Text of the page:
Gov. Steve Bullock is taking Tim Fox to court after the state attorney general issued an opinion that is holding up state conservation easements.
On Monday, the governor’s office announced that Bullock filed a lawsuit to ask the Montana Supreme Court to overturn Fox’s Oct. 15 opinion that the state land board was required to vote on all but the smallest conservation easements that state agencies proposed.
“Montanans expect the Attorney General not to utilize the opinion powers for political purposes,” Bullock said in a statement. “I won’t stand by while Attorney General Fox jeopardizes the rights of private property owners to do what they choose with their ranchland, and sportsmen and sportswomen across our state who rely on the Habitat Montana program.”
Fox’s opinion could cause a logjam in Fish, Wildlife & Parks’ efforts to help landowners get their easements. If the Supreme Court upholds Fox’s opinion, it could stymie all future conservation easements, including three that are in the pipeline.
One of the easements needs approval before Nov. 30, so time is of the essence.
The governor’s chief legal counsel, Raphael Graybill, said that in situations where officials need only a legal opinion, the Supreme Court can act quickly provided the justices agree to consider the case. So the governor could have his answer before the end of November.
Montana sportsmen hope that’s the case so the North Sunday Creek Easement in Custer and Rosebud counties can finally gain approval.
“The clock is ticking on three of these,” said Montana Wildlife Federation spokesman Nick Gevock. “It would throw a tremendous amount of uncertainty into these land deals, when people invest up to two years and thousands, if not tens of thousands of dollars, to plan these projects. We’re not lawyers here, but we do thank the governor for his action to keep Habitat Montana conservation easements moving forward.”
Prior to Fox’s opinion, the land board – a five-member panel that includes the governor, Fox, Secretary of State Corey Stapleton, Auditor Matt Rosendale and Superintendent of Public Instruction Elsie Arntzen – was required to vote on land purchases but not conservation easements. The land board would simply endorse easements after the state agency, primarily Fish, Wildlife & Parks, spent one to two years investigating to make sure they were qualified and then the FWP commission would vote to approve or not.
FWP considers only conservation easements that have good wildlife habitat, and landowners must allow some level of public hunting on the land. Then FWP must have enough money in a legislatively approved fund, Habitat Montana, to buy the easements.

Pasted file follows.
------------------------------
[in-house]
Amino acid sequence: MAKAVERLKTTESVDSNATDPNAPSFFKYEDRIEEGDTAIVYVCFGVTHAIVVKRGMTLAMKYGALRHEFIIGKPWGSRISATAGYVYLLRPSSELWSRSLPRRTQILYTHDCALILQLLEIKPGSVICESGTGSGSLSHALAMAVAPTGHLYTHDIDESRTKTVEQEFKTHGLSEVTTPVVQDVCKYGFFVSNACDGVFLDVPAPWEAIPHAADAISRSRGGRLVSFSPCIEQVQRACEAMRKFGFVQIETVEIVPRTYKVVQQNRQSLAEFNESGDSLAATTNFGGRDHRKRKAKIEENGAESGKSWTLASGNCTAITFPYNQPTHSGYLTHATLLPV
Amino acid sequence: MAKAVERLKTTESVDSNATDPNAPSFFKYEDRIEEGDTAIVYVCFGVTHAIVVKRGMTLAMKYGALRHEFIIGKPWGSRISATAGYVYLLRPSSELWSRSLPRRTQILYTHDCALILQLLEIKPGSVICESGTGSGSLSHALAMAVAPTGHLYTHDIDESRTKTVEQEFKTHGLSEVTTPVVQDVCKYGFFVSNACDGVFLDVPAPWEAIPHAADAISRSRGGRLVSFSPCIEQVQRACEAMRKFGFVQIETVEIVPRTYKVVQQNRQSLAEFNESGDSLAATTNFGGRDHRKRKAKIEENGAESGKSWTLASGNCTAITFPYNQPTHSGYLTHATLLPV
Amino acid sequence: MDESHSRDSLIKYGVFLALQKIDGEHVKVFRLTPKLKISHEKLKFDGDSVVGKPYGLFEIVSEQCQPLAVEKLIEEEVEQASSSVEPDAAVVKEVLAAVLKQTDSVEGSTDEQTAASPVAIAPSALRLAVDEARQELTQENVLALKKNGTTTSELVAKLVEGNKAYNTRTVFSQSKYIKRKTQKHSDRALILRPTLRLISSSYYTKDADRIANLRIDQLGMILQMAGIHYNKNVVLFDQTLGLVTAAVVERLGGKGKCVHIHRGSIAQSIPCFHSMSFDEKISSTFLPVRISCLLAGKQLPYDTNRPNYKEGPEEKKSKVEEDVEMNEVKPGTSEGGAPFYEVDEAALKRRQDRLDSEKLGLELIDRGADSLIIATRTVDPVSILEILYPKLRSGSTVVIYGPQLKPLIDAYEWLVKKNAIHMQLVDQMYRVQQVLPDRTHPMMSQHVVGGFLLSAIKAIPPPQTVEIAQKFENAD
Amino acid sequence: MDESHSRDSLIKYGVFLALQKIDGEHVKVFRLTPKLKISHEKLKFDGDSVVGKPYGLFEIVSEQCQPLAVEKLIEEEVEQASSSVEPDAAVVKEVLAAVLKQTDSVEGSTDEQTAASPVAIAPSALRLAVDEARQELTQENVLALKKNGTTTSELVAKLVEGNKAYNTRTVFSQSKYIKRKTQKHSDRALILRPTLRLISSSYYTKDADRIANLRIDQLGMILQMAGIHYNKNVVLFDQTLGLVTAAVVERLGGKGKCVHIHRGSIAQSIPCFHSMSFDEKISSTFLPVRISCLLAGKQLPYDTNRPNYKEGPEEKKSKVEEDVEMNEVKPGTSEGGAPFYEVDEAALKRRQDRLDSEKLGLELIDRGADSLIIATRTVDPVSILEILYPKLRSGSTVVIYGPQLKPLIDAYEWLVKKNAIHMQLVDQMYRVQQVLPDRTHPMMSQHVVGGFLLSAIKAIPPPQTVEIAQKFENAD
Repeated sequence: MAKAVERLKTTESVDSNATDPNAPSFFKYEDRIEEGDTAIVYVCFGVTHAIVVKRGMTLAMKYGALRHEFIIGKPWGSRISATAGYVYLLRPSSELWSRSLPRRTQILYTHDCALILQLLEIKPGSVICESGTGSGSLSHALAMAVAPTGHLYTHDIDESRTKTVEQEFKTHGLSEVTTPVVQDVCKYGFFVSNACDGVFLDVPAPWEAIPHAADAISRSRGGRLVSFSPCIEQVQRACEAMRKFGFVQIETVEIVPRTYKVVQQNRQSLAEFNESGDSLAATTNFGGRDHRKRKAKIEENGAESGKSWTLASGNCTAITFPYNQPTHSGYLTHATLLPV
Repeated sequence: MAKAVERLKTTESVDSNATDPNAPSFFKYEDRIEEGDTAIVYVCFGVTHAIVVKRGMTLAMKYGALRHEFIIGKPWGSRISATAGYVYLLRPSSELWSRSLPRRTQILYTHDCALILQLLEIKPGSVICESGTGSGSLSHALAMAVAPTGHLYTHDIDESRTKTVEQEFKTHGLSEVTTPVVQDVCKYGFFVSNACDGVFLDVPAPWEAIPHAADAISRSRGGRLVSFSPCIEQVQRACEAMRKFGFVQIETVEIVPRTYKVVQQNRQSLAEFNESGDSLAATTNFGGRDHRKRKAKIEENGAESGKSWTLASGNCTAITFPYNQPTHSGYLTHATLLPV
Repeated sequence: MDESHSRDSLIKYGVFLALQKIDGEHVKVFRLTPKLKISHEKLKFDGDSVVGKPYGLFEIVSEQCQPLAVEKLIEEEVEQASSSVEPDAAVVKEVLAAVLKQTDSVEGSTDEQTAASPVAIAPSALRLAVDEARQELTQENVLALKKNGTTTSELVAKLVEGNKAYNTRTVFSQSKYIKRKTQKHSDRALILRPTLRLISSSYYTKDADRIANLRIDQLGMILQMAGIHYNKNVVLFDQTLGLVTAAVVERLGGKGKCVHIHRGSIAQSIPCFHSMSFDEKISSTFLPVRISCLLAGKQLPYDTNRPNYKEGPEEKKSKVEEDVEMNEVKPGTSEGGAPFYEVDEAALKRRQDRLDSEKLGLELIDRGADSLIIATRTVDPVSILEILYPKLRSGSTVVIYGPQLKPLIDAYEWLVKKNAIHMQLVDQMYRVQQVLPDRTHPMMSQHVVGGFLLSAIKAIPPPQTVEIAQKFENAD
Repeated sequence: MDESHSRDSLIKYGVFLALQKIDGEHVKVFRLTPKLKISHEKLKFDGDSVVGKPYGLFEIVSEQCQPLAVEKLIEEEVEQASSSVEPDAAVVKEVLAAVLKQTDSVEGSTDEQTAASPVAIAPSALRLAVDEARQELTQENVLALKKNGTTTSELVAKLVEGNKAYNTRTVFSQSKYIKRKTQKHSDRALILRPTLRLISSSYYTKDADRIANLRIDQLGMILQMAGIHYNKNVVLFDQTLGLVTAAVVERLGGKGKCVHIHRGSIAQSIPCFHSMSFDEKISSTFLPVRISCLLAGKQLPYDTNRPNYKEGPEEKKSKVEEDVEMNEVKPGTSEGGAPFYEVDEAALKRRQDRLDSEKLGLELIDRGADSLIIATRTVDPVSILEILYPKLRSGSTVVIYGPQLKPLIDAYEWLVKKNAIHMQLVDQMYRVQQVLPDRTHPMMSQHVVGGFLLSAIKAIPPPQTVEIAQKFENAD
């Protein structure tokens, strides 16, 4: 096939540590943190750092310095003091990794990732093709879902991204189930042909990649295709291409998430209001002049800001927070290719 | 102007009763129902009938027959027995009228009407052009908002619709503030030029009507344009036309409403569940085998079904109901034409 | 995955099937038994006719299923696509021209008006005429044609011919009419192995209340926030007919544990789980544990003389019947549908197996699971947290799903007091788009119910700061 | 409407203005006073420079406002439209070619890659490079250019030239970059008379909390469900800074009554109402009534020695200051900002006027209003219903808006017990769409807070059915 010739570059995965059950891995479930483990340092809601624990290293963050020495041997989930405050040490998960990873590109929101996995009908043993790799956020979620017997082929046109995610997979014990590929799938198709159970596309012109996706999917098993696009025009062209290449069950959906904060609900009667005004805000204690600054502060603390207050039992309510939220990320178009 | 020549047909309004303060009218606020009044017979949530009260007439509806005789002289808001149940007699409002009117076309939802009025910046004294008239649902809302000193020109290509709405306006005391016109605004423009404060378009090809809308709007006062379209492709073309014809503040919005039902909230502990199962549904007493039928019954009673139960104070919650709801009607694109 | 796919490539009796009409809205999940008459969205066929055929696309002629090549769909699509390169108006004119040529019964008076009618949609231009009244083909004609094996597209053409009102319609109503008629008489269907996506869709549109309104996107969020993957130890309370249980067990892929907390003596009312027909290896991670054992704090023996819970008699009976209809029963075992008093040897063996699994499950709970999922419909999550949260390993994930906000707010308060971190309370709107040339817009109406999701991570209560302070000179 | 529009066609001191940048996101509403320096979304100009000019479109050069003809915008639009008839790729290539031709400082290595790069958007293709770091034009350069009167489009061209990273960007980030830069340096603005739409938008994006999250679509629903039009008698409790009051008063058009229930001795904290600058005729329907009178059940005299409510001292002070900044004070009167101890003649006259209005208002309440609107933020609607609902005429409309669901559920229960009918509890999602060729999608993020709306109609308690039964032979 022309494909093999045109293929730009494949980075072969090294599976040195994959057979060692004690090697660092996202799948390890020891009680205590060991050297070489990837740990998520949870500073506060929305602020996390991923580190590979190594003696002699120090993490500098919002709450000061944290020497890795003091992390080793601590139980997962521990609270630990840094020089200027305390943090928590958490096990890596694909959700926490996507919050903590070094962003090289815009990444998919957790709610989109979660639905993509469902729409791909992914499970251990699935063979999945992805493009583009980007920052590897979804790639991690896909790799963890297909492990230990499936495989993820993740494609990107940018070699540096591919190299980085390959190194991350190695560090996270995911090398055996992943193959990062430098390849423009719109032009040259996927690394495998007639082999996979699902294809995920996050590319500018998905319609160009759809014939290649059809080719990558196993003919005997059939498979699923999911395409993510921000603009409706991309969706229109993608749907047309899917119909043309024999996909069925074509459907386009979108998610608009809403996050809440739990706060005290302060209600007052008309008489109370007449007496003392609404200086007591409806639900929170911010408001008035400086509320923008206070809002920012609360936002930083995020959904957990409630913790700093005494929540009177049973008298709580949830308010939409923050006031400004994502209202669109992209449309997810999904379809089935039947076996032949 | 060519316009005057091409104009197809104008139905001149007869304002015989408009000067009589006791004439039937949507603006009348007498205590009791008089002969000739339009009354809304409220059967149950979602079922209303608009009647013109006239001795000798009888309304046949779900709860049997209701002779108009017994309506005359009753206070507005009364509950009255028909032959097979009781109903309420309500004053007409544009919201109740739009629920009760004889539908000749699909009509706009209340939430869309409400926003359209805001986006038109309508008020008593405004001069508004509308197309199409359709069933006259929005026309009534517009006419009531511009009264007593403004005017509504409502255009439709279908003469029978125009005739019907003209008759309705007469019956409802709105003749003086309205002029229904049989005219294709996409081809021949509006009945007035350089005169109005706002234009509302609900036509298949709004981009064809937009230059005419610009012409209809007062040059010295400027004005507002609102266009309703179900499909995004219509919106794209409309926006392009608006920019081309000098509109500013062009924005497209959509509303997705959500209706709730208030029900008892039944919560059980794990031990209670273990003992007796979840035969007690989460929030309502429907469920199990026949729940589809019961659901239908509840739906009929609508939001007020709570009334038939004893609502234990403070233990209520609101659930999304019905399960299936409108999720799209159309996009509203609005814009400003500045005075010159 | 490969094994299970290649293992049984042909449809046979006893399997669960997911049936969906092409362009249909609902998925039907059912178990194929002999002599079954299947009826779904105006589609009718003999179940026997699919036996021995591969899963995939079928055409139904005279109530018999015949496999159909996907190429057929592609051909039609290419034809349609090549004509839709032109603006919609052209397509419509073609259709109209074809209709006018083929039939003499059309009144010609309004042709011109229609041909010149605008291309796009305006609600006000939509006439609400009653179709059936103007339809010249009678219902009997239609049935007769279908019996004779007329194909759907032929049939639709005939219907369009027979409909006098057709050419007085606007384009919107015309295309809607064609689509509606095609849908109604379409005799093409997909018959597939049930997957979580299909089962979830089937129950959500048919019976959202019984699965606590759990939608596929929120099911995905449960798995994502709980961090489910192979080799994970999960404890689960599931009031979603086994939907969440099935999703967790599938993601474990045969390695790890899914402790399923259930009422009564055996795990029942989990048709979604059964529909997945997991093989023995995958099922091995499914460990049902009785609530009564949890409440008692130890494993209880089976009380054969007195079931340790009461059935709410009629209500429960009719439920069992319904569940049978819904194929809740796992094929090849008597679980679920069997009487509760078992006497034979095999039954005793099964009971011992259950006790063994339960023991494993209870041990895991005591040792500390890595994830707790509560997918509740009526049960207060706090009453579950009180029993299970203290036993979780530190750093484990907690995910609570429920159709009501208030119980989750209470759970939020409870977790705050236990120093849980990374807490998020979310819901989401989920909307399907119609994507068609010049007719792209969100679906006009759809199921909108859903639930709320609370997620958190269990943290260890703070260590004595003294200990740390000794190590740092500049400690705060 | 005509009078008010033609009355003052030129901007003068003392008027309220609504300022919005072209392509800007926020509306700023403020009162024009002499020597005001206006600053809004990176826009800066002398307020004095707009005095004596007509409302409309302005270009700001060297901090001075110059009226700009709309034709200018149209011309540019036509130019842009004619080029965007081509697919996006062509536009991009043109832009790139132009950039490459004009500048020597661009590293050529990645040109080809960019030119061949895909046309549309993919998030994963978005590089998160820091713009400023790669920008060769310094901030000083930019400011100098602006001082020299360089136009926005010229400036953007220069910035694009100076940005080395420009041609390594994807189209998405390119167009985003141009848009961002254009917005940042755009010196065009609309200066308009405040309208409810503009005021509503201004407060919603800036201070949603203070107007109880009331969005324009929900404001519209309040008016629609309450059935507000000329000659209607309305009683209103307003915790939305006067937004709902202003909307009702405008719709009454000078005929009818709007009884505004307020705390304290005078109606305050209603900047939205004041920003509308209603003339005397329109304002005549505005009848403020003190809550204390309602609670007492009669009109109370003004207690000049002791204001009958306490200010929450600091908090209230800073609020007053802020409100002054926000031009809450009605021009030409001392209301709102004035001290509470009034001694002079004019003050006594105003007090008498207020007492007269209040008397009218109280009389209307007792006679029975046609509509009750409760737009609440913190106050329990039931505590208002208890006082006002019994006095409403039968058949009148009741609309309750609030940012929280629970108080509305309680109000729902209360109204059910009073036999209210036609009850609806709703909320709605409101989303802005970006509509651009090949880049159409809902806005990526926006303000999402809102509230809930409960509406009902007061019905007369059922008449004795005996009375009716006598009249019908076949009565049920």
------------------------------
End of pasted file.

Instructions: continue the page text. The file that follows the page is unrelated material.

But in March, the process started to change.
The FWP commission gave final approval in February to the purchase of the $6.1 million Horse Creek easement, which covers more than 15,000 acres in Wibaux and Dawson counties in eastern Montana.
Hunters such as Justin Schaaf of Fort Peck were excited about being able to hunt on the easement. But they were disappointed in March after three Republican land board members postponed the vote, citing a need for more information.
“To our dismay, the land board tried to kill the Horse Creek easement when it came before the board,” Schaff wrote in an oped piece.
Complications resulted because the land being considered was a split estate, meaning the Stenson family owned the land but others owned the mineral rights underneath. The mineral-rights owners complained an easement would prevent them from drilling if they wanted. Subsequent mediation talks led to a solution a month later.
Because proposed conservation easements take so long to work out, they usually can’t handle much delay. Often, FWP has helped landowners find purchase money from other sources, such as the federal Agricultural Land Easement program, which have deadlines.
So FWP was worried the proposal would time out.
Then Bullock reviewed state law, which he said gave the FWP commission the authority to approve the purchase of easements without land board approval. As a result, he had FWP finalize the easement in June.
Fox had voted with Bullock on the land board to approve the easement, but he criticized Bullock’s decision to move ahead.
“Not only is he ignoring long-standing practice, he has created a scenario in which the land title for the Horse Creek property is in legal limbo. I’m disappointed with the governor’s decision,” Fox said in a June statement.
Montana Senate President Scott Sales, R-Bozeman, asked Fox to issue a legal opinion on the matter. Fox responded with his Oct. 15 opinion that FWP must get land board approval to purchase conservation easements of more than 100 acres or that cost more than $100,000.
Horse Creek is not the only easement the land board has stalled. Some Republicans are opposed to conservation easements because they limit land development.
Montana Sportsmens Alliance spokesman Joe Perry said easements can provide money to help younger people stay on their land. Plus, Republican lawmakers have increasingly limited how Habitat Montana funds could be spent to buy land, but they’ve supported paying for conservation easements.
“As a landowner, I’m disgusted about all the talk we hear about private property rights and then when it comes down to an easement, which is a private property right, then everyone starts kicking,” Perry said. “This is one of the easiest ways we know to preserve (wildlife) habitat – it’s a willing buyer and a willing seller.”
Contact reporter Laura Lundquist at firstname.lastname@example.org.